This morning at 7:00 am was noticeably darker than days before. One reason for that was the grey sky, however it wasn’t the main one. The days are getting shorter and shorter very fast at this latitude and this time of a year. The sea was rough, but not too much, wind 4 knots, and a scouting party was sent ashore of the Blomsterbugten, a little bay within the Kaiser Franz Joseph Fjord System. This fjord is a part of the Northeast Greenland National Park, the largest national park in the world. Three morning activities were offered for the guests, including long and medium hikes as well Zodiac cruises. The geology of the surrounding cliffs and mountain slopes was quite spectacular. Thousands of red, yellow, brown and dark-grey layers filled all the space between the sea water level and the clouds. The hikers had opportunities to watch a couple of Arctic hares that already changed their coats to the winter ones. A family of muskoxen were observed and photographed at a close distance. Meanwhile, the wind and corresponding waves were getting stronger, and the Zodiac cruising was a memorable event for those guests who had chosen this activity.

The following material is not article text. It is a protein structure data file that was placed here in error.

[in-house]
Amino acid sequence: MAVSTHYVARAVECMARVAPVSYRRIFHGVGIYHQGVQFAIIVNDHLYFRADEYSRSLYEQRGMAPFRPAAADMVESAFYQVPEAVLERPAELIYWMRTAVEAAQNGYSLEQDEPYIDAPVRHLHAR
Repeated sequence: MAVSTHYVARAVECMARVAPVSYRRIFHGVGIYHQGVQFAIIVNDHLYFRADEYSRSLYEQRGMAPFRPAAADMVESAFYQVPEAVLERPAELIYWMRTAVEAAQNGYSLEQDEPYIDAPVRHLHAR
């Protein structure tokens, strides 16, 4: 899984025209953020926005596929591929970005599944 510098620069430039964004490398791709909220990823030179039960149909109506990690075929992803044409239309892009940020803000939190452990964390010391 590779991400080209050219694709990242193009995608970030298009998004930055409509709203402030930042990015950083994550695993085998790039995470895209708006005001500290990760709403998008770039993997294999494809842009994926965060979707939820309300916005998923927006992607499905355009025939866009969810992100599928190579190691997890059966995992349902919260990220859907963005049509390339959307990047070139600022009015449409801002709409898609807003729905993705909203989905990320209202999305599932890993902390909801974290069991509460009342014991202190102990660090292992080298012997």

As lunch was being served, the wind picked up to 70 knots per hour (126 km/h) and, as our Captain Oliver reported to us at the evening recap, the wind was gusting to only a fraction below 100 knots per hour (180 km/h). This was the record wind speed for this ship so far! The wind was raising billions of sea water droplets that reflected the sun light and created a rainbow just along the sea surface. The ship showed no deviation from the intended route, but the captain made an announcement advising guests not to go on the open decks to be safe. From inside, the storm was quite special to watch, as the sky was blue and sun was shining during it.
In the late afternoon, naturalist Jim Wilson made an excellent presentation overviewing bird migrations and the ways they were studied.